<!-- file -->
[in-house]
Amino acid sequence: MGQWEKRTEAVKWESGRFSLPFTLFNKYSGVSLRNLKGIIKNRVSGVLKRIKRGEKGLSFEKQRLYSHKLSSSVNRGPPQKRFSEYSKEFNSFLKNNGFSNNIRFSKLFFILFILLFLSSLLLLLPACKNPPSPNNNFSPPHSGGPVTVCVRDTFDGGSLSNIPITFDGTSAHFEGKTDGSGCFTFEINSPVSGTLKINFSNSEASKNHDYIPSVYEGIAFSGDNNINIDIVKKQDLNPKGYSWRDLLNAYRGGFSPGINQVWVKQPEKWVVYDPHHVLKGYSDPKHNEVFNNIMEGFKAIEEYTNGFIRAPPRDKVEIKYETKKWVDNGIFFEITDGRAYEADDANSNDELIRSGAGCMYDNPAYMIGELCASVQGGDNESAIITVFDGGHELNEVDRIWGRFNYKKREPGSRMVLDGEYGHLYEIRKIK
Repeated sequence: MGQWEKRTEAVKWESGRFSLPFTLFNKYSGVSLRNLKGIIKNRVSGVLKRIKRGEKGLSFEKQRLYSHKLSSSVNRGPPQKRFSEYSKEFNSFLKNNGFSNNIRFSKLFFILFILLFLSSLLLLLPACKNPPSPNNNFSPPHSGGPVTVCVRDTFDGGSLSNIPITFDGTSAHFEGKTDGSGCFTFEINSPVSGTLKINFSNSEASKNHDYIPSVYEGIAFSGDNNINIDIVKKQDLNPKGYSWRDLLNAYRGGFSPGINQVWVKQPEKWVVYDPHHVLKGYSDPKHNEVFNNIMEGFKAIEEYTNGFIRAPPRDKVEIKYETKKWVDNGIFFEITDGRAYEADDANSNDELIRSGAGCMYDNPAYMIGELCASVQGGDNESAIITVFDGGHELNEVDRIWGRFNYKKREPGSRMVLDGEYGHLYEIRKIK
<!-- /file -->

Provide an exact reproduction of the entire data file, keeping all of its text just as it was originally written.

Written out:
[in-house]
Amino acid sequence: MGQWEKRTEAVKWESGRFSLPFTLFNKYSGVSLRNLKGIIKNRVSGVLKRIKRGEKGLSFEKQRLYSHKLSSSVNRGPPQKRFSEYSKEFNSFLKNNGFSNNIRFSKLFFILFILLFLSSLLLLLPACKNPPSPNNNFSPPHSGGPVTVCVRDTFDGGSLSNIPITFDGTSAHFEGKTDGSGCFTFEINSPVSGTLKINFSNSEASKNHDYIPSVYEGIAFSGDNNINIDIVKKQDLNPKGYSWRDLLNAYRGGFSPGINQVWVKQPEKWVVYDPHHVLKGYSDPKHNEVFNNIMEGFKAIEEYTNGFIRAPPRDKVEIKYETKKWVDNGIFFEITDGRAYEADDANSNDELIRSGAGCMYDNPAYMIGELCASVQGGDNESAIITVFDGGHELNEVDRIWGRFNYKKREPGSRMVLDGEYGHLYEIRKIK
Repeated sequence: MGQWEKRTEAVKWESGRFSLPFTLFNKYSGVSLRNLKGIIKNRVSGVLKRIKRGEKGLSFEKQRLYSHKLSSSVNRGPPQKRFSEYSKEFNSFLKNNGFSNNIRFSKLFFILFILLFLSSLLLLLPACKNPPSPNNNFSPPHSGGPVTVCVRDTFDGGSLSNIPITFDGTSAHFEGKTDGSGCFTFEINSPVSGTLKINFSNSEASKNHDYIPSVYEGIAFSGDNNINIDIVKKQDLNPKGYSWRDLLNAYRGGFSPGINQVWVKQPEKWVVYDPHHVLKGYSDPKHNEVFNNIMEGFKAIEEYTNGFIRAPPRDKVEIKYETKKWVDNGIFFEITDGRAYEADDANSNDELIRSGAGCMYDNPAYMIGELCASVQGGDNESAIITVFDGGHELNEVDRIWGRFNYKKREPGSRMVLDGEYGHLYEIRKIK